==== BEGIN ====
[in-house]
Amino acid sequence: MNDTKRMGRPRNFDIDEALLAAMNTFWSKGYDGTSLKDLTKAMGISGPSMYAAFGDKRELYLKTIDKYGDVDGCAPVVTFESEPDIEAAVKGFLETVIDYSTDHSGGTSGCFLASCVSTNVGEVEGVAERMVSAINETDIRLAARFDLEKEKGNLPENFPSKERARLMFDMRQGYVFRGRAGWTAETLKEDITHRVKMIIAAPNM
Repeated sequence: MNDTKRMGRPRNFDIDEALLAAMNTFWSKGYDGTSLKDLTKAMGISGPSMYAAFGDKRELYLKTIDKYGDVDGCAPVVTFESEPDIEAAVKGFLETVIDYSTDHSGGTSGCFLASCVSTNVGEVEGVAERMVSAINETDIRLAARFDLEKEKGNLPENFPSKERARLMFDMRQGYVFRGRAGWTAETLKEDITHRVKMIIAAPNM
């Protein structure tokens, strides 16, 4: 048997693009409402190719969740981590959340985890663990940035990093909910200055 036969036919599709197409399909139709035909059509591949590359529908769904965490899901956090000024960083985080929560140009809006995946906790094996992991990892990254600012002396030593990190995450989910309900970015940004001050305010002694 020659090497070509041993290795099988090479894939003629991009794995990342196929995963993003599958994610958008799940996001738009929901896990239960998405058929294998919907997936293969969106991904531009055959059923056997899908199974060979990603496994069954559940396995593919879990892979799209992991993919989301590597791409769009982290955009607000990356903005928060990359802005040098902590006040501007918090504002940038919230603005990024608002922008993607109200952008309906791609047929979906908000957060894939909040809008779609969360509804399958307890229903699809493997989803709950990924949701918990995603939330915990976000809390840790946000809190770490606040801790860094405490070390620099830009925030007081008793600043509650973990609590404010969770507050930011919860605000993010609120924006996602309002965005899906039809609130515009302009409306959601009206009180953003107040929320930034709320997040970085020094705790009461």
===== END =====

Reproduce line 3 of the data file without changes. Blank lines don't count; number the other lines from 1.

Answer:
Repeated sequence: MNDTKRMGRPRNFDIDEALLAAMNTFWSKGYDGTSLKDLTKAMGISGPSMYAAFGDKRELYLKTIDKYGDVDGCAPVVTFESEPDIEAAVKGFLETVIDYSTDHSGGTSGCFLASCVSTNVGEVEGVAERMVSAINETDIRLAARFDLEKEKGNLPENFPSKERARLMFDMRQGYVFRGRAGWTAETLKEDITHRVKMIIAAPNM